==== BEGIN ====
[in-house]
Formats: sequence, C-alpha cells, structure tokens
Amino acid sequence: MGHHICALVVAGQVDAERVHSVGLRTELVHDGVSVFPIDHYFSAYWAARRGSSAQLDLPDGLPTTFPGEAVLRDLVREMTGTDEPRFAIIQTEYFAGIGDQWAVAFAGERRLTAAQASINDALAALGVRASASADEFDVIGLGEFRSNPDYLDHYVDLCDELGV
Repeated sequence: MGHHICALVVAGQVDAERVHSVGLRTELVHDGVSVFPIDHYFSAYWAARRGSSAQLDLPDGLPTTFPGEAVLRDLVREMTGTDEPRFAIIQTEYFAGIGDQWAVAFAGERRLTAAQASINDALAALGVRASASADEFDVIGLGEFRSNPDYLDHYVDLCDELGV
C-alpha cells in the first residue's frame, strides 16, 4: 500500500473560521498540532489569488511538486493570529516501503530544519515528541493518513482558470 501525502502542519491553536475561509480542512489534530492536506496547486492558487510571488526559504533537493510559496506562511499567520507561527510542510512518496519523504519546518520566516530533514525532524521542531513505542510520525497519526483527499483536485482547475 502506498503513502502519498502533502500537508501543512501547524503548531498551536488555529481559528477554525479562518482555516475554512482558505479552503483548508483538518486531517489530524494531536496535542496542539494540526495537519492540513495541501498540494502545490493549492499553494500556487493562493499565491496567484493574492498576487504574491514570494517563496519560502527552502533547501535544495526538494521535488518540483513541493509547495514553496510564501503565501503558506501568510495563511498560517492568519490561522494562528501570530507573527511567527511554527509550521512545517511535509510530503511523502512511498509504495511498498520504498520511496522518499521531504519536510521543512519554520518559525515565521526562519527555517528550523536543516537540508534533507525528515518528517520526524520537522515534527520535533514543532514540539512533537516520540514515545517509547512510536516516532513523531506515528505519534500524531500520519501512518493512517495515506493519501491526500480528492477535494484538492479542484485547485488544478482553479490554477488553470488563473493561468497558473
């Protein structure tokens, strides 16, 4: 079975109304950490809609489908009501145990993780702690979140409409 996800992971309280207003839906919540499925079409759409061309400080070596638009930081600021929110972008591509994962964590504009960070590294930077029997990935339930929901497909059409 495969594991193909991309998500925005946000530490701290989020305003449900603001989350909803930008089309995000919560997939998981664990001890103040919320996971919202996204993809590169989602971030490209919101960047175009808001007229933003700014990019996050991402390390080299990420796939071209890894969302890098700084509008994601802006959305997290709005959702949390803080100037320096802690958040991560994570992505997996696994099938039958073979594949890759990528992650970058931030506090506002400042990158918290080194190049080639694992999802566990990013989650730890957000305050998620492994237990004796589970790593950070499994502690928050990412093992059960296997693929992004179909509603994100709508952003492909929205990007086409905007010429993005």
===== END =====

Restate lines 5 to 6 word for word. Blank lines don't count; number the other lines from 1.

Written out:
C-alpha cells in the first residue's frame, strides 16, 4: 500500500473560521498540532489569488511538486493570529516501503530544519515528541493518513482558470 501525502502542519491553536475561509480542512489534530492536506496547486492558487510571488526559504533537493510559496506562511499567520507561527510542510512518496519523504519546518520566516530533514525532524521542531513505542510520525497519526483527499483536485482547475 502506498503513502502519498502533502500537508501543512501547524503548531498551536488555529481559528477554525479562518482555516475554512482558505479552503483548508483538518486531517489530524494531536496535542496542539494540526495537519492540513495541501498540494502545490493549492499553494500556487493562493499565491496567484493574492498576487504574491514570494517563496519560502527552502533547501535544495526538494521535488518540483513541493509547495514553496510564501503565501503558506501568510495563511498560517492568519490561522494562528501570530507573527511567527511554527509550521512545517511535509510530503511523502512511498509504495511498498520504498520511496522518499521531504519536510521543512519554520518559525515565521526562519527555517528550523536543516537540508534533507525528515518528517520526524520537522515534527520535533514543532514540539512533537516520540514515545517509547512510536516516532513523531506515528505519534500524531500520519501512518493512517495515506493519501491526500480528492477535494484538492479542484485547485488544478482553479490554477488553470488563473493561468497558473
């Protein structure tokens, strides 16, 4: 079975109304950490809609489908009501145990993780702690979140409409 996800992971309280207003839906919540499925079409759409061309400080070596638009930081600021929110972008591509994962964590504009960070590294930077029997990935339930929901497909059409 495969594991193909991309998500925005946000530490701290989020305003449900603001989350909803930008089309995000919560997939998981664990001890103040919320996971919202996204993809590169989602971030490209919101960047175009808001007229933003700014990019996050991402390390080299990420796939071209890894969302890098700084509008994601802006959305997290709005959702949390803080100037320096802690958040991560994570992505997996696994099938039958073979594949890759990528992650970058931030506090506002400042990158918290080194190049080639694992999802566990990013989650730890957000305050998620492994237990004796589970790593950070499994502690928050990412093992059960296997693929992004179909509603994100709508952003492909929205990007086409905007010429993005």